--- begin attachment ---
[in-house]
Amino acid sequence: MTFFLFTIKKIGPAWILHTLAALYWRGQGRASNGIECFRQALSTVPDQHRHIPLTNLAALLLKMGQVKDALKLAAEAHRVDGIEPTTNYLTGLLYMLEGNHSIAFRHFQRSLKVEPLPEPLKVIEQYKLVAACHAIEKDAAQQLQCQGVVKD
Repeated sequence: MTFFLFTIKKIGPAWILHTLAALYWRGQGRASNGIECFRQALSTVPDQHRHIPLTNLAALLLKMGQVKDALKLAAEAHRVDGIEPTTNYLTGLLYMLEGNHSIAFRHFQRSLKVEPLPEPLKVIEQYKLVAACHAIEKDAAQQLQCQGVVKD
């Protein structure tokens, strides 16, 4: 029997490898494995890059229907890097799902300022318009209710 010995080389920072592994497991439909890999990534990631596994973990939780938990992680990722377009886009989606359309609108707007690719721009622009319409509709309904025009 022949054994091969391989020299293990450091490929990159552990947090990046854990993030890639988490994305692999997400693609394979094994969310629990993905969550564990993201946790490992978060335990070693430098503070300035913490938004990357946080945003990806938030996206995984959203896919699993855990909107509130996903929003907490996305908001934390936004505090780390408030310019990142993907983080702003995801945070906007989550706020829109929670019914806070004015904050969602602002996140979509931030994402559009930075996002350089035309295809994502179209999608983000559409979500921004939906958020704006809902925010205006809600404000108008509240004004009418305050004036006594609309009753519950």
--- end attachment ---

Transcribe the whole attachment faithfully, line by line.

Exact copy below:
[in-house]
Amino acid sequence: MTFFLFTIKKIGPAWILHTLAALYWRGQGRASNGIECFRQALSTVPDQHRHIPLTNLAALLLKMGQVKDALKLAAEAHRVDGIEPTTNYLTGLLYMLEGNHSIAFRHFQRSLKVEPLPEPLKVIEQYKLVAACHAIEKDAAQQLQCQGVVKD
Repeated sequence: MTFFLFTIKKIGPAWILHTLAALYWRGQGRASNGIECFRQALSTVPDQHRHIPLTNLAALLLKMGQVKDALKLAAEAHRVDGIEPTTNYLTGLLYMLEGNHSIAFRHFQRSLKVEPLPEPLKVIEQYKLVAACHAIEKDAAQQLQCQGVVKD
């Protein structure tokens, strides 16, 4: 029997490898494995890059229907890097799902300022318009209710 010995080389920072592994497991439909890999990534990631596994973990939780938990992680990722377009886009989606359309609108707007690719721009622009319409509709309904025009 022949054994091969391989020299293990450091490929990159552990947090990046854990993030890639988490994305692999997400693609394979094994969310629990993905969550564990993201946790490992978060335990070693430098503070300035913490938004990357946080945003990806938030996206995984959203896919699993855990909107509130996903929003907490996305908001934390936004505090780390408030310019990142993907983080702003995801945070906007989550706020829109929670019914806070004015904050969602602002996140979509931030994402559009930075996002350089035309295809994502179209999608983000559409979500921004939906958020704006809902925010205006809600404000108008509240004004009418305050004036006594609309009753519950």